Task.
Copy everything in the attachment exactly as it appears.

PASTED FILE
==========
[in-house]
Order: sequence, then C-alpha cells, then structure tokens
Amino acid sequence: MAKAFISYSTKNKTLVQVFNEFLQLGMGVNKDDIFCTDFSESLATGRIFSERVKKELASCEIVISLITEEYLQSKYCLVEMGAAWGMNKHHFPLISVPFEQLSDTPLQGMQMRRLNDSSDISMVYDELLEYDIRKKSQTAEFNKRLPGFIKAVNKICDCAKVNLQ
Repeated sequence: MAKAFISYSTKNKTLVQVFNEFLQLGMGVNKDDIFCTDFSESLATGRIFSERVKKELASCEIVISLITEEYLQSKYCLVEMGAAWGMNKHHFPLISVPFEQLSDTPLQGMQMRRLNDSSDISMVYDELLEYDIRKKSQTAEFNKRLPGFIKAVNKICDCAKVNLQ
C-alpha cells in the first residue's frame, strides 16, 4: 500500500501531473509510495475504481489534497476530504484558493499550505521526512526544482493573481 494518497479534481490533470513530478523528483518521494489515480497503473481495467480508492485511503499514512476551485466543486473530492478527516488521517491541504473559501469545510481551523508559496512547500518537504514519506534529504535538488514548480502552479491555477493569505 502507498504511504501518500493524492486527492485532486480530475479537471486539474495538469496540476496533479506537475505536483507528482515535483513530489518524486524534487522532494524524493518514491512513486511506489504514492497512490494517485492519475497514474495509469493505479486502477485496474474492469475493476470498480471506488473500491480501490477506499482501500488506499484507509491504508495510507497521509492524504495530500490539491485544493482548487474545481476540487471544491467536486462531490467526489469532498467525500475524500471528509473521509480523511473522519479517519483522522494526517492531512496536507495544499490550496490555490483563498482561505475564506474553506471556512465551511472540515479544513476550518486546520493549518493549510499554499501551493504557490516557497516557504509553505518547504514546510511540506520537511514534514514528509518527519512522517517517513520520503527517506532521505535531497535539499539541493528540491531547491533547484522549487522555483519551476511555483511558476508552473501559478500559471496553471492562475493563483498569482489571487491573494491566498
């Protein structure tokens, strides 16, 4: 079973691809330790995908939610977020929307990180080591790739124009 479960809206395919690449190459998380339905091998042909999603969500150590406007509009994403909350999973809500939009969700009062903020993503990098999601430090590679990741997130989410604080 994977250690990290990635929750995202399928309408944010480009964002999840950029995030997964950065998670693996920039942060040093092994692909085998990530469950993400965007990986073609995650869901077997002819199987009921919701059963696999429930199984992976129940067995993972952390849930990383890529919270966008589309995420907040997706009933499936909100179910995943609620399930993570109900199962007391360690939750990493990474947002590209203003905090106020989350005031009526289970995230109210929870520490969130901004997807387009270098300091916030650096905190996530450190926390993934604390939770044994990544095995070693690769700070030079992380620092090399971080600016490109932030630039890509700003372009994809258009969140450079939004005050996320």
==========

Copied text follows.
[in-house]
Order: sequence, then C-alpha cells, then structure tokens
Amino acid sequence: MAKAFISYSTKNKTLVQVFNEFLQLGMGVNKDDIFCTDFSESLATGRIFSERVKKELASCEIVISLITEEYLQSKYCLVEMGAAWGMNKHHFPLISVPFEQLSDTPLQGMQMRRLNDSSDISMVYDELLEYDIRKKSQTAEFNKRLPGFIKAVNKICDCAKVNLQ
Repeated sequence: MAKAFISYSTKNKTLVQVFNEFLQLGMGVNKDDIFCTDFSESLATGRIFSERVKKELASCEIVISLITEEYLQSKYCLVEMGAAWGMNKHHFPLISVPFEQLSDTPLQGMQMRRLNDSSDISMVYDELLEYDIRKKSQTAEFNKRLPGFIKAVNKICDCAKVNLQ
C-alpha cells in the first residue's frame, strides 16, 4: 500500500501531473509510495475504481489534497476530504484558493499550505521526512526544482493573481 494518497479534481490533470513530478523528483518521494489515480497503473481495467480508492485511503499514512476551485466543486473530492478527516488521517491541504473559501469545510481551523508559496512547500518537504514519506534529504535538488514548480502552479491555477493569505 502507498504511504501518500493524492486527492485532486480530475479537471486539474495538469496540476496533479506537475505536483507528482515535483513530489518524486524534487522532494524524493518514491512513486511506489504514492497512490494517485492519475497514474495509469493505479486502477485496474474492469475493476470498480471506488473500491480501490477506499482501500488506499484507509491504508495510507497521509492524504495530500490539491485544493482548487474545481476540487471544491467536486462531490467526489469532498467525500475524500471528509473521509480523511473522519479517519483522522494526517492531512496536507495544499490550496490555490483563498482561505475564506474553506471556512465551511472540515479544513476550518486546520493549518493549510499554499501551493504557490516557497516557504509553505518547504514546510511540506520537511514534514514528509518527519512522517517517513520520503527517506532521505535531497535539499539541493528540491531547491533547484522549487522555483519551476511555483511558476508552473501559478500559471496553471492562475493563483498569482489571487491573494491566498
């Protein structure tokens, strides 16, 4: 079973691809330790995908939610977020929307990180080591790739124009 479960809206395919690449190459998380339905091998042909999603969500150590406007509009994403909350999973809500939009969700009062903020993503990098999601430090590679990741997130989410604080 994977250690990290990635929750995202399928309408944010480009964002999840950029995030997964950065998670693996920039942060040093092994692909085998990530469950993400965007990986073609995650869901077997002819199987009921919701059963696999429930199984992976129940067995993972952390849930990383890529919270966008589309995420907040997706009933499936909100179910995943609620399930993570109900199962007391360690939750990493990474947002590209203003905090106020989350005031009526289970995230109210929870520490969130901004997807387009270098300091916030650096905190996530450190926390993934604390939770044994990544095995070693690769700070030079992380620092090399971080600016490109932030630039890509700003372009994809258009969140450079939004005050996320």